11. Mike says:

    One thought: with the nicer weather finally here perhaps more people are starting to walk to their destinations instead of taking the subway. This could especially hold true for suburban commuters whose offices are within a 20 block range of Penn, GCT or the PABT.

    • Tower18 says:

      This is me, my walk from Penn Station is about 20 minutes. If it’s even halfway nice, I walk rather than pay my $2.75 and roll the dice on how long it’ll take me to get there. It wasn’t this way even a year ago.

      • Thomas Schmidt says:

        As the fare rises inexorably, marginal trips drop out. I’ve walked where the trip is less than 20 minutes because of the time and the cost. People commenting on this blog are less likelY to be affected by the cost than poorer folks. I bet a lot of them walk in better months.

  12. jseliger says:

    ridership is on the decline because service has been unreliable and unpredictable

    This seems obvious. People can’t rely on the subway, so anyone who can choose any method aside from the subway does so.

  13. EyesWideShut says:

    This trend makes perfect sense if you notice that rents have also stagnated in much of NYC over the same time frame. Don’t put two and two together, people.

    • SEAN says:

      I saw something recently that indicated that housing prices declined in NYC by 25% YOY…in City Lab I think? Does anyone know?

      Thanks.

    • Phillip Roncoroni says:

      Rents have stagnated on the high end, with all the “luxury” buildings. Because there are only so many six figure engineer jobs out there that can actually afford them.

    • Larry Littlefield says:

      I’m afraid not trusting federal statistics, rightly or wrongly, is going to be a trend.

      The Republicans have been against factual information for some time, always trying to defund statistical agencies. But with soaring public employee pension costs the Democrats are now on board, at least with respect to the Governments Division of the U.S. Census Bureau. Out of concern for that issue, I posted this.

      https://larrylittlefield.wordpress.com/2018/01/07/proposed-a-federal-department-of-science-statistics-and-public-information/

      And I’m not the only one worried.

      http://www.sciencemag.org/news.....collection

      Wonks aren’t a very powerful interest group, and every other interest group, seeking to rape the system in secret, is against them. Businesses, on their civic minded days, had been the constituency for accurate data, but they don’t care anymore.

      FYI, the reason that employment could be overstated other than malfeasance is the establishment survey has trouble measuring a big turn in the economy. Brand new businesses can’t be surveyed, their employment levels are only estimated for a year or two until the unemployment insurance tax records come it. When the economy turns, the BLS often finds far more or fewer new businesses than expected.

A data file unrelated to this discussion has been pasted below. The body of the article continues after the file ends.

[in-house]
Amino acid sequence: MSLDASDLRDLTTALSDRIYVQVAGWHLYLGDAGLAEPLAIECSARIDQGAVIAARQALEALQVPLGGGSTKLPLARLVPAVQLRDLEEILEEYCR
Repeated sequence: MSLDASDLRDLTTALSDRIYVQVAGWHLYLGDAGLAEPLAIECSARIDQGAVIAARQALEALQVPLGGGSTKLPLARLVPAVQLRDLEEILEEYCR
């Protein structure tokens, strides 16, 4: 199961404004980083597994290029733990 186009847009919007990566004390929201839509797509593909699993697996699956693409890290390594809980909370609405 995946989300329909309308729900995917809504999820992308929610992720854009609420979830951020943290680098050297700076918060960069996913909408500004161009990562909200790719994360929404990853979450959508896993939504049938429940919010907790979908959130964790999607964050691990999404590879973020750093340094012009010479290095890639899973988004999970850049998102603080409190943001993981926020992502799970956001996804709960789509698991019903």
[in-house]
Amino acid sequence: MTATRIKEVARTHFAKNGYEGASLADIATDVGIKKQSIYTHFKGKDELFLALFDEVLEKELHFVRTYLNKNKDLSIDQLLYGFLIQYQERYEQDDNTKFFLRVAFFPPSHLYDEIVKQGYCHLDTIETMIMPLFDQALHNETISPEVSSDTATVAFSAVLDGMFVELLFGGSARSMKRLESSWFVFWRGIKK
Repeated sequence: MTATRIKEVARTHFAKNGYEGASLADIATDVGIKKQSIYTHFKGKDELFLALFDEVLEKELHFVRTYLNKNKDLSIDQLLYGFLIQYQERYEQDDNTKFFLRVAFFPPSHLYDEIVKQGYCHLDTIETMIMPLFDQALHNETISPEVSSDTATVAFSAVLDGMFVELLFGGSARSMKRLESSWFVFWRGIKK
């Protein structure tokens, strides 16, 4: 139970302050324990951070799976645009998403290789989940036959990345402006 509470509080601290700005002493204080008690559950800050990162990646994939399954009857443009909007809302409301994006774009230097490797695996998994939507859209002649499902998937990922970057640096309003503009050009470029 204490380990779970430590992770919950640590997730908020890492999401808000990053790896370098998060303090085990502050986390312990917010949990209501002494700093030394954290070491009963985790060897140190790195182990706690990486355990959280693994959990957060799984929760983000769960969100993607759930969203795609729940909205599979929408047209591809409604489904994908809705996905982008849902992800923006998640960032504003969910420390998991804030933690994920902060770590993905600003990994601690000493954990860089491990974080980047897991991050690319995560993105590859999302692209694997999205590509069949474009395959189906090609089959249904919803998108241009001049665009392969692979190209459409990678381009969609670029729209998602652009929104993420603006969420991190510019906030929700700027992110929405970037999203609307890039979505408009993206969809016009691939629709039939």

• SEAN says:

        Job creation stats I assume you know use a technique called “the birth death moddle” that is always reavaluated & ajusted downward after the initial release to the press… usually in secret. This does not include the actual percentage of adults in the workforce (U6). The 3.9% unemployment being quoted is bull as you need to be searching for work to be counted & most here know that this is not the case as Larry Littlefield has pointed out in numerous ways over the past few years.

  14. AMH says:

    Interestingly, London has seen a decline in ridership as well, owing to changes in work and shopping habits, among other factors.

    https://www.citymetric.com/transport/here-s-why-fewer-londoners-are-taking-tube-and-why-it-poses-threat-tfl-s-finances-3925

    • Larry Littlefield says:

      “Travel surveys show that the average Londoner made only 2.2 trips (across all transport modes) a day in 2016-17, down 20 per cent from 2006-7. So despite population growth, transport demand has not risen as much as expected. This decline is mirrored across England: between 2002 and 2016 a 9 per cent drop in trips across all modes was recorded.”

      Interesting. Work at home. Shop at home. Homeschool. Home entertainment. Could be.

      • SEAN says:

        Interesting. Work at home. Shop at home. Homeschool. Home entertainment. Could be.

        Larry, Let’s play this out further. Assuming you are correct, what happens to retail & dining across the city & even the nation. Now assume the electronic devices we have depended on for everything suddenly break… where would one go to replace them if physical retail was mostly gone? Also what would replace the empty storefronts?